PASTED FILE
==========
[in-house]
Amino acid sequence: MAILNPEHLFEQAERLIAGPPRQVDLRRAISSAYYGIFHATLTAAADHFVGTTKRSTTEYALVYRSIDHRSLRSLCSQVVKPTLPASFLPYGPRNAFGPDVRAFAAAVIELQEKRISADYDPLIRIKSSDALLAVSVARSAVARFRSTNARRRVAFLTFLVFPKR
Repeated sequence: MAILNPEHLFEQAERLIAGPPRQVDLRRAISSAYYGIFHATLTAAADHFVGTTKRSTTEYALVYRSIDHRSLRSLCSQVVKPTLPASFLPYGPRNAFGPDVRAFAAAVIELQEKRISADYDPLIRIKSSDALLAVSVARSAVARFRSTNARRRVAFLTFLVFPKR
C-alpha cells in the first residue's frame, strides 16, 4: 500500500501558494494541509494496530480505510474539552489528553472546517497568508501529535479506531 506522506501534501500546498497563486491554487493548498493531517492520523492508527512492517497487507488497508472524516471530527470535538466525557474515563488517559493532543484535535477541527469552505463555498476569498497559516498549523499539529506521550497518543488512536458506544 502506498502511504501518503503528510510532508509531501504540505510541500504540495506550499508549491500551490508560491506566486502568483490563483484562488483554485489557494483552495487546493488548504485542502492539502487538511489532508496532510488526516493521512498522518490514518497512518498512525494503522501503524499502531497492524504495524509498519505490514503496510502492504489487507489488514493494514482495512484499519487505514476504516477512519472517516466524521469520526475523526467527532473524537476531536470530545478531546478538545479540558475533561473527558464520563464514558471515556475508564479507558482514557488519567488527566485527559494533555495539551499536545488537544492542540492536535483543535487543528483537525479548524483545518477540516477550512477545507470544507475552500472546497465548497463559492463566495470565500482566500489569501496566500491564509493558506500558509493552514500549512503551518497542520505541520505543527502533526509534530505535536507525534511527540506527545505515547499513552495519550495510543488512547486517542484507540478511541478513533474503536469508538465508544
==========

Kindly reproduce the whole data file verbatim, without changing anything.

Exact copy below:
[in-house]
Amino acid sequence: MAILNPEHLFEQAERLIAGPPRQVDLRRAISSAYYGIFHATLTAAADHFVGTTKRSTTEYALVYRSIDHRSLRSLCSQVVKPTLPASFLPYGPRNAFGPDVRAFAAAVIELQEKRISADYDPLIRIKSSDALLAVSVARSAVARFRSTNARRRVAFLTFLVFPKR
Repeated sequence: MAILNPEHLFEQAERLIAGPPRQVDLRRAISSAYYGIFHATLTAAADHFVGTTKRSTTEYALVYRSIDHRSLRSLCSQVVKPTLPASFLPYGPRNAFGPDVRAFAAAVIELQEKRISADYDPLIRIKSSDALLAVSVARSAVARFRSTNARRRVAFLTFLVFPKR
C-alpha cells in the first residue's frame, strides 16, 4: 500500500501558494494541509494496530480505510474539552489528553472546517497568508501529535479506531 506522506501534501500546498497563486491554487493548498493531517492520523492508527512492517497487507488497508472524516471530527470535538466525557474515563488517559493532543484535535477541527469552505463555498476569498497559516498549523499539529506521550497518543488512536458506544 502506498502511504501518503503528510510532508509531501504540505510541500504540495506550499508549491500551490508560491506566486502568483490563483484562488483554485489557494483552495487546493488548504485542502492539502487538511489532508496532510488526516493521512498522518490514518497512518498512525494503522501503524499502531497492524504495524509498519505490514503496510502492504489487507489488514493494514482495512484499519487505514476504516477512519472517516466524521469520526475523526467527532473524537476531536470530545478531546478538545479540558475533561473527558464520563464514558471515556475508564479507558482514557488519567488527566485527559494533555495539551499536545488537544492542540492536535483543535487543528483537525479548524483545518477540516477550512477545507470544507475552500472546497465548497463559492463566495470565500482566500489569501496566500491564509493558506500558509493552514500549512503551518497542520505541520505543527502533526509534530505535536507525534511527540506527545505515547499513552495519550495510543488512547486517542484507540478511541478513533474503536469508538465508544